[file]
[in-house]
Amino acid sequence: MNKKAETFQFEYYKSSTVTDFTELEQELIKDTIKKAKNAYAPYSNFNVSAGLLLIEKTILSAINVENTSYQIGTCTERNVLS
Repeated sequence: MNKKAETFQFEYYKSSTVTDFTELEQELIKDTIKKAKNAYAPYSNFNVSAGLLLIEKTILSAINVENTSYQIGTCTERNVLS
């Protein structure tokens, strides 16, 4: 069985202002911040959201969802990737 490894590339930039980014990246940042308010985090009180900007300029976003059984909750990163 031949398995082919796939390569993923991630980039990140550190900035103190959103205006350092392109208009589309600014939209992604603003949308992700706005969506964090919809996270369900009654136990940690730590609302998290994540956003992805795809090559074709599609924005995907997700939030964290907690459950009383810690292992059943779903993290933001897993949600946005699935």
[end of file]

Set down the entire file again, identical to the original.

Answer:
[in-house]
Amino acid sequence: MNKKAETFQFEYYKSSTVTDFTELEQELIKDTIKKAKNAYAPYSNFNVSAGLLLIEKTILSAINVENTSYQIGTCTERNVLS
Repeated sequence: MNKKAETFQFEYYKSSTVTDFTELEQELIKDTIKKAKNAYAPYSNFNVSAGLLLIEKTILSAINVENTSYQIGTCTERNVLS
């Protein structure tokens, strides 16, 4: 069985202002911040959201969802990737 490894590339930039980014990246940042308010985090009180900007300029976003059984909750990163 031949398995082919796939390569993923991630980039990140550190900035103190959103205006350092392109208009589309600014939209992604603003949308992700706005969506964090919809996270369900009654136990940690730590609302998290994540956003992805795809090559074709599609924005995907997700939030964290907690459950009383810690292992059943779903993290933001897993949600946005699935």